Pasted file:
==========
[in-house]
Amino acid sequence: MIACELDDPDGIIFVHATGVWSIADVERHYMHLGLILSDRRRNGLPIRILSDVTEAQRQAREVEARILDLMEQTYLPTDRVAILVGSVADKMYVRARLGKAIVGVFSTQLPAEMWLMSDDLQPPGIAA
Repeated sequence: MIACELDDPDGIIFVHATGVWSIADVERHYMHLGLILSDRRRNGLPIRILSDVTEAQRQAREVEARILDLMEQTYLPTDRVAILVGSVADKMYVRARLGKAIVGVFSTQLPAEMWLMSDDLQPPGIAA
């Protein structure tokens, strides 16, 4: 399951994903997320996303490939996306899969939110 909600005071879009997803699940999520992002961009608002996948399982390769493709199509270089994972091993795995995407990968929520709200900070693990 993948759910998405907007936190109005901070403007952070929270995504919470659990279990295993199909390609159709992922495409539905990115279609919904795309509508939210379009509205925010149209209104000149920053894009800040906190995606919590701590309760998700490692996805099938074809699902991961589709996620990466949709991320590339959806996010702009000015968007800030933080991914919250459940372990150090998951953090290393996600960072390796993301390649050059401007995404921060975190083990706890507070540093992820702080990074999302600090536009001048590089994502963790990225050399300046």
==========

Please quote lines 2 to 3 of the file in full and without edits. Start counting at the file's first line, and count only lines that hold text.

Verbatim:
Amino acid sequence: MIACELDDPDGIIFVHATGVWSIADVERHYMHLGLILSDRRRNGLPIRILSDVTEAQRQAREVEARILDLMEQTYLPTDRVAILVGSVADKMYVRARLGKAIVGVFSTQLPAEMWLMSDDLQPPGIAA
Repeated sequence: MIACELDDPDGIIFVHATGVWSIADVERHYMHLGLILSDRRRNGLPIRILSDVTEAQRQAREVEARILDLMEQTYLPTDRVAILVGSVADKMYVRARLGKAIVGVFSTQLPAEMWLMSDDLQPPGIAA